Rotational moulding* is a unique plastic moulding process used primarily to create seamless, stress-free, hollow one-piece items. Also called rotomoulding, it is a high temperature, low pressure manufacturing method that combines heat and bi-axial rotation. Typical moulded parts can include parts such as containers, canoes, tanks, children's toys, medical and industrial equipment, and automobile parts.
* Animation from British Plastics Federation www.bpf.co.uk
Preparing the Mould
The process begins with filling a hollow mould with a pre-determined quantity of polymer powder or resin. This powder can be pre-compounded to the desired color. More often than not the powdered resin is polyethylene (PE) although other compounds such as polyvinyl chloride (PVC) and nylons can also be used. The oven is preheated by convection, conduction, (or in some cases radiation) to temperature ranges around 500 °F - 700 °F (260 °C - 370 °C), depending on the polymer used. When the powder is loaded into the mould it is closed, locked, and loaded into the oven.
Heating and Fusion
Inside the oven the mould is bi-axially rotated (i.e., rotated around two axes) as the polymer melts and coats the inside of the mould. The rotation speed is slow, less than 20 rotations/minute; the process is not centrifugal. During this phase of the rotational moulding process timing is critical. If the mould spends too much time inside the oven the polymer will degrade - this will reduce its impact strength. If it spends too little time inside the oven melting of the polymer will be incomplete and it will not fully coalesce on the mould wall, creating large bubbles in the item.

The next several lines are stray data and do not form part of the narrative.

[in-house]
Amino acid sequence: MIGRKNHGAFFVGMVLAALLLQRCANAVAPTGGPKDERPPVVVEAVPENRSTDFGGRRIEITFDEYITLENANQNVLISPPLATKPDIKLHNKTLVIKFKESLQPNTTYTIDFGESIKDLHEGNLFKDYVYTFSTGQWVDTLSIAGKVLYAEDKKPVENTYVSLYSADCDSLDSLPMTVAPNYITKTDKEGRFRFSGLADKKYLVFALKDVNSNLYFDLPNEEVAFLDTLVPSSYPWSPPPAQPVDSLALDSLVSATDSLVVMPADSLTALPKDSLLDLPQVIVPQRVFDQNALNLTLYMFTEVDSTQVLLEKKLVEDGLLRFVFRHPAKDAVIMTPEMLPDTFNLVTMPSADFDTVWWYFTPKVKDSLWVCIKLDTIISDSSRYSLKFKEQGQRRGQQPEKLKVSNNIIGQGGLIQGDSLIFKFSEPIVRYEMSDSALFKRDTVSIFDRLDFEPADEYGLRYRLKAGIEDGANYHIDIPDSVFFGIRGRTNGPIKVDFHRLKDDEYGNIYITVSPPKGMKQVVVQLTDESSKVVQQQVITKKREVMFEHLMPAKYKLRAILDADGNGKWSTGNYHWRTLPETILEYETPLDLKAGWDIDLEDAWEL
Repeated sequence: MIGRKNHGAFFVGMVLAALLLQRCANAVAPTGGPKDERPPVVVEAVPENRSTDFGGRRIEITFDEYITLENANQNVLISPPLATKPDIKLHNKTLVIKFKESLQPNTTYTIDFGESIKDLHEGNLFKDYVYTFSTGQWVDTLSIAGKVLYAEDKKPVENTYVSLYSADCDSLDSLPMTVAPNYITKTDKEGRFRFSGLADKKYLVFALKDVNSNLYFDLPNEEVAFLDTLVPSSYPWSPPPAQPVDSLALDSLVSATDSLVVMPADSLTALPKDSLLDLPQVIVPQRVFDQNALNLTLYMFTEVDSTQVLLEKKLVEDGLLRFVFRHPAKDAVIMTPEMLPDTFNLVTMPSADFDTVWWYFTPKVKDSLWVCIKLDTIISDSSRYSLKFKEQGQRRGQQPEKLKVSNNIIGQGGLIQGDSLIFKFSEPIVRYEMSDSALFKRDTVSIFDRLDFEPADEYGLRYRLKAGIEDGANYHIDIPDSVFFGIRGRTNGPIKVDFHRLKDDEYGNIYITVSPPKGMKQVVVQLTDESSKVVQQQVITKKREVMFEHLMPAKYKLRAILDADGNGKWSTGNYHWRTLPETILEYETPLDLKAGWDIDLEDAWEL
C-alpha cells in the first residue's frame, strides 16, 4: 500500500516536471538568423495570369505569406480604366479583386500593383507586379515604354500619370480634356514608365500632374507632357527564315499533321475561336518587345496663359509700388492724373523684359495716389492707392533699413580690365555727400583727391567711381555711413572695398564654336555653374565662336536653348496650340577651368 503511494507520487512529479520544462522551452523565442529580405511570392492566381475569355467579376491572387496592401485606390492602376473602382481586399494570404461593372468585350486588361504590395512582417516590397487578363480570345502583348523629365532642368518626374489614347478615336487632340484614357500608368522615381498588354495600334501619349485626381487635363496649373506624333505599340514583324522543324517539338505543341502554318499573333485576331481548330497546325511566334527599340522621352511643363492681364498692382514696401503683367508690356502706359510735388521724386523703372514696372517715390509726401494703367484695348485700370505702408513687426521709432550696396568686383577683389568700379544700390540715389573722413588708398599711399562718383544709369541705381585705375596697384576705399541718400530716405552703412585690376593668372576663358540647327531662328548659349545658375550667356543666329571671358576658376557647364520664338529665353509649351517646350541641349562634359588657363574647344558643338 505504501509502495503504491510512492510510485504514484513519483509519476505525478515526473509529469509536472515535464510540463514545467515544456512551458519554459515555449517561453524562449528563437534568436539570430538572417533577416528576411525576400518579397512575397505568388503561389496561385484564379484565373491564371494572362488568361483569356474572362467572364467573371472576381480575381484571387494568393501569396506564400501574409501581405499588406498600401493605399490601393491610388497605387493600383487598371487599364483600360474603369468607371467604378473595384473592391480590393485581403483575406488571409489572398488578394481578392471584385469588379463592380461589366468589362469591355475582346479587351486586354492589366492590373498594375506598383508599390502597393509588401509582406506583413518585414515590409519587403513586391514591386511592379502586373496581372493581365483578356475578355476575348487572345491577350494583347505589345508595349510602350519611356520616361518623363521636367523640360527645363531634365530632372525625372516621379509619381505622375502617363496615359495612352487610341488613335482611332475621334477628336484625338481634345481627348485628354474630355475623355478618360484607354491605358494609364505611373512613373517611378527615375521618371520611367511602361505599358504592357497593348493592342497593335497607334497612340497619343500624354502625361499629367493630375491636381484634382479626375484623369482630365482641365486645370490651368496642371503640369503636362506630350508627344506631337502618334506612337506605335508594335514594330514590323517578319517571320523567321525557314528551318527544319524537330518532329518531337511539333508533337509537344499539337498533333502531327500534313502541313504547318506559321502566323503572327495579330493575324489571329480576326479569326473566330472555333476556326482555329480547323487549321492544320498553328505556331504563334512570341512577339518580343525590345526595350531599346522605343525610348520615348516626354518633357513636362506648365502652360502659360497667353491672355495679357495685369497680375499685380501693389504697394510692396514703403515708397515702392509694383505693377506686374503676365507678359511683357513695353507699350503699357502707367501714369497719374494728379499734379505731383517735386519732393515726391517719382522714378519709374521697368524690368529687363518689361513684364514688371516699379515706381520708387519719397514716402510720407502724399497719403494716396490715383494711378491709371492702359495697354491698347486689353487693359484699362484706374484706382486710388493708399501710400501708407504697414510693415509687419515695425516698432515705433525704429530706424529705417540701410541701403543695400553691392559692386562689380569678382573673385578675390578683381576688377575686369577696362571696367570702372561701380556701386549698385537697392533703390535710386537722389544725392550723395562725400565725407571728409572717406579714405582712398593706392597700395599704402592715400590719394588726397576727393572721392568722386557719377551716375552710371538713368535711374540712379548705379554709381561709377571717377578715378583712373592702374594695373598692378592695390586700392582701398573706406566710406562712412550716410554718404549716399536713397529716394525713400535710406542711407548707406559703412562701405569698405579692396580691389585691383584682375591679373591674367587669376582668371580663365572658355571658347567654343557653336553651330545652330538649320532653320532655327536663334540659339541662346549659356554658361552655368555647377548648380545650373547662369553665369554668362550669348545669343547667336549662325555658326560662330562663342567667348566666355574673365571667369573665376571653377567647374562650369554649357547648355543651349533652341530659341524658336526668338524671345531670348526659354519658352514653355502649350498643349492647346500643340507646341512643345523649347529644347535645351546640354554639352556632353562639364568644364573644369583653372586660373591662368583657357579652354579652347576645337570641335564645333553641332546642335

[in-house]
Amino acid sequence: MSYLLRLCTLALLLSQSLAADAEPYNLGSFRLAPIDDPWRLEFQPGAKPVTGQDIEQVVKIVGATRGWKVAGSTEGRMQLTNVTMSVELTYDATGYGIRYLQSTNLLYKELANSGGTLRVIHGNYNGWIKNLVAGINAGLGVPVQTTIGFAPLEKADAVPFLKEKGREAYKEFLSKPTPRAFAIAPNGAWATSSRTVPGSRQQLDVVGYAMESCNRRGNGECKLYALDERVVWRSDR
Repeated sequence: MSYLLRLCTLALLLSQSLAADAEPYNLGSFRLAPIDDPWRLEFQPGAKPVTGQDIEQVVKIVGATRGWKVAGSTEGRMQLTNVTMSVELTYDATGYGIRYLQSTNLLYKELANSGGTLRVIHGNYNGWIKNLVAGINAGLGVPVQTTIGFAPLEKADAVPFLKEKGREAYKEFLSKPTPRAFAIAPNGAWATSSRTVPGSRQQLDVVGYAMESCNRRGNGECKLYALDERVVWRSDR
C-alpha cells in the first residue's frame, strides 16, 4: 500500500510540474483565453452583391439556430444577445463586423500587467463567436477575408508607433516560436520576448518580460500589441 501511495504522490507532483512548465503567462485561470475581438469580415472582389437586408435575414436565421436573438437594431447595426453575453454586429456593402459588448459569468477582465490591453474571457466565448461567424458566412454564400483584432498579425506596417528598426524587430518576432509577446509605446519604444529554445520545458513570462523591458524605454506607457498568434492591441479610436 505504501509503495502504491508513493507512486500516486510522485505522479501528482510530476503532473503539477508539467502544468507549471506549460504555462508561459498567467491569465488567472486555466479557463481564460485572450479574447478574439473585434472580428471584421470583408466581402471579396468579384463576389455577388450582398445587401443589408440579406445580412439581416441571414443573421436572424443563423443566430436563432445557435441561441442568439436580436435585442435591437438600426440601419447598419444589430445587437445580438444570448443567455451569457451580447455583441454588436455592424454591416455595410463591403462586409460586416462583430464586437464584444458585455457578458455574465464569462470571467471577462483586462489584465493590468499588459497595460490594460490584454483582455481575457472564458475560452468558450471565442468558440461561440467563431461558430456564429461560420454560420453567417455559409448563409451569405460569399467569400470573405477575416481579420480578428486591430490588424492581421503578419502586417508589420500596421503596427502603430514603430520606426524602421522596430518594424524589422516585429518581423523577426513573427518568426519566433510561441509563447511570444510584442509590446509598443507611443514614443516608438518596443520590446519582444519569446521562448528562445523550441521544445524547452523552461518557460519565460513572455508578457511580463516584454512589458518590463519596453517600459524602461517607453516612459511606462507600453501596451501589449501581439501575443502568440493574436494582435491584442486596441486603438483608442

Cooling the Mould
After the melting has been consolidated to the desired level and the timing is right, the mould is removed from the oven and cooled. Cooling of the mould is typically done with air (by fan), water or sometimes a combination of both. Cooling allows the polymer to solidify to the desired shape and shrink slightly so that it can then be handled by the operator and removed from the mould. The cooling time can typically be measured in tens of minutes. It is important that the cooling rate be carefully measured because rapid cooling causes the polymer to shrink too fast and warps the part.
Unloading / Demoulding
When it has cooled sufficiently to be handled and the polymer can retain its shape, the mould is opened and the part is removed. The moulding process can then be repeated by adding the polymer powder to the mould.
Rotational Moulding Companies